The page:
The Long Read: Jamie Brown

March 14, 2021

There aren’t many players you can look back on and say that they define a team. But hear the words ‘Jamie’ and ‘Brown’ and it immediately conjures up memories of the Mark Morris era. The desire, the battles, the will-to-win.

But also the ease in which detractors were able to write them off. Often dismissed as “workman like” or a team that was stronger than their individual parts, nobody epitomises that better than ‘Browner.’ The fact that he went on to feature in multiple play-off finals and lead a team out at Wembley shows there was more quality there than his sometimes-unflattering reputation deserved. Not that the Magpies’ faithful ever bought into that. Across his five seasons at The Avenue, Brown made over 200 appearances en route to establishing himself as a firm fans favourite with his all action displays in the heart of midfield, before transforming into a target man with a telepathic understanding with Matt Groves. The fact that he was also a handy emergency goalkeeper, well that was just an added bonus!

Signed by Mark Morris (more commonly known as “Gups” to the players), Brown would be a part of the manager’s new policy off signing young, hungry players to help his side bounce back from relegation in 2001. Playing for Wessex Premier side BAT Sports (Now Totton & Eling), Jamie recalls how Ray Collins, part of the BAT management team helped secure his move to the Avenue.

“I moved to Dorchester when I was nineteen. I’d been playing well up top and my Dad said I could play higher. Ray Collins had a connection with Mark Morris and he recommended me to Gups and I was due to go training with the side in pre-season.” But Brown didn’t exactly make a great first impression to Morris.

"There was a bit of miscommunication about training. I thought it was at the ground. I got to the stadium and found out it was actually at Bovington. My Dad had come along as a bit of support, so I got to training with him about 45 minutes late.”

“When I got there, I could see it was a step up from where I'd been. You had Jem running and prancing about, and him and Lonners [Matt Lonnon] were pinging these balls about and I looked at it and thought I really fancied it. Then I got a bit nervous.”

When Gups asked if I was ready to do some running, I said something silly like; "Oh, I've had a sandwich", so I didn't even train at first! I think I'd only had a Mars Bar or something, but I just froze. God knows what he thought he'd got to come along, here’s a kid with his dad, turning up late and not wanting to train. But next session I got involved and after a few sessions and pre-season, I got offered a deal. I was on £45 a week and £20 a point."

Getting into the set-up was one thing, winning all the players over was a slightly different matter. With competition for places fierce, no one wanted to lose their place in the starting lineup.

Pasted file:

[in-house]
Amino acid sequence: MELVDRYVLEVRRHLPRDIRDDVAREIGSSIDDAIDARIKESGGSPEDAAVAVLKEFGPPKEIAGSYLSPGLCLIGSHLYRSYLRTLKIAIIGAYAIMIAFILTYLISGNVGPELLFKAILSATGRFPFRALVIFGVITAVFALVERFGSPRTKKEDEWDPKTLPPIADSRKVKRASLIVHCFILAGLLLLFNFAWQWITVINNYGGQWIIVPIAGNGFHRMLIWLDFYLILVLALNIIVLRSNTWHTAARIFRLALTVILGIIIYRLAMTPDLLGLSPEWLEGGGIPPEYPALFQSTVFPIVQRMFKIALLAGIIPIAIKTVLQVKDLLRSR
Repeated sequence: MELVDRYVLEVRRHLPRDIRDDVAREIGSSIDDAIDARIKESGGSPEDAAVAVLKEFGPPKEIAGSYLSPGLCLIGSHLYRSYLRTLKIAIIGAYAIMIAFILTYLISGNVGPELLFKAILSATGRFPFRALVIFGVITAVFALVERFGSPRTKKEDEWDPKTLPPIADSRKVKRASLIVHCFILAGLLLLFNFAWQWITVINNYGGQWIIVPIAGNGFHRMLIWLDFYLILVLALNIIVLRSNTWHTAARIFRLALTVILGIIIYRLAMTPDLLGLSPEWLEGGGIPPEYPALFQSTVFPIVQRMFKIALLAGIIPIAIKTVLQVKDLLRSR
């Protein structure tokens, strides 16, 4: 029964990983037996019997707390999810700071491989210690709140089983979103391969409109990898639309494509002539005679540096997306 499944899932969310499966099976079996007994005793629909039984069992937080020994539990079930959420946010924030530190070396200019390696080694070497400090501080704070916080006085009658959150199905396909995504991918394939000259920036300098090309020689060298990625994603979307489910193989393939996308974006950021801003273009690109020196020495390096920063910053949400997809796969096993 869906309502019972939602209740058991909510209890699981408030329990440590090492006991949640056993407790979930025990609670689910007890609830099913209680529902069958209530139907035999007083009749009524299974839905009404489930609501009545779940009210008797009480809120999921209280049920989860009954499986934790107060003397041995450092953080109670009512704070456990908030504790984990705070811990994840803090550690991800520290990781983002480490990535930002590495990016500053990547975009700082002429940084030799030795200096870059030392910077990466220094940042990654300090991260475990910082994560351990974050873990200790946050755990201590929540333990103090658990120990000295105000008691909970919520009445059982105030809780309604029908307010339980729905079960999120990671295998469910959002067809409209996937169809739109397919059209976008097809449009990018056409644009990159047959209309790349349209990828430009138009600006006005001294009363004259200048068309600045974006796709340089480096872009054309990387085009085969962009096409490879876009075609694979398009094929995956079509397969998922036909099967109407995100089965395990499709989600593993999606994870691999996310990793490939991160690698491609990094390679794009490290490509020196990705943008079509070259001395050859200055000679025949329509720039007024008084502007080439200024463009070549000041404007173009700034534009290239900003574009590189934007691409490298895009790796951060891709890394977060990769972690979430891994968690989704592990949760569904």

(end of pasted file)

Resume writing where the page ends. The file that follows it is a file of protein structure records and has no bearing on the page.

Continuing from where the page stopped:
"You had to fight to get into the team. Matt Lonnon was in the midfield and he was a very good player but wasn't everyone's cup of tea. We were sat having some food one time and he got stuck into me about what I was doing here, saying I wasn't good enough and that sort of thing. I said to him I didn't know what he's on about but he kept on going, it was weird as everyone else seemed fine. But I ended up winning him over in training. We had this drill where you be pinging the ball to one another and have to bring it down, and he'd be smashing these balls at me, but I could give it some back and had a touch. After that and a few games, he tapped me on the back after one session and said; "you're okay", and we were fine after that."

In hindsight, it was more of a test than any sort of grudge or professional jealousy.

"Senior players used to test the youngsters and that's probably what it was. The older players used to do it to new lads all the time and sometime Gups would have to cool it down a bit. I would do it to youngsters a bit as I was older, although you couldn't do it now. The game's not like that. But Gups knew when to step in if he felt it went too far."

On the pitch, the new squad had gelled well and in his first season, the team narrowly missed out on promotion, finishing third. But a winning mentality was beginning to foster and standards were high.

"The squad was so deep with quality. You'd always have to be on your game. Gups used to run us hard and we'd be well drilled. Everyone knew their job. Being on the losing side in training was horrible. We all knew what we were doing and we trained as we played.

There was one night when I was driving in for training and as soon as got onto the motorway, there was a blizzard. I rang Gups and said how bad it was and he told me I still had to come in or he would fine me. We were training at the TA centre in Dorchester and it had these awful floodlights. Gups just ran us all night… 12-minute runs!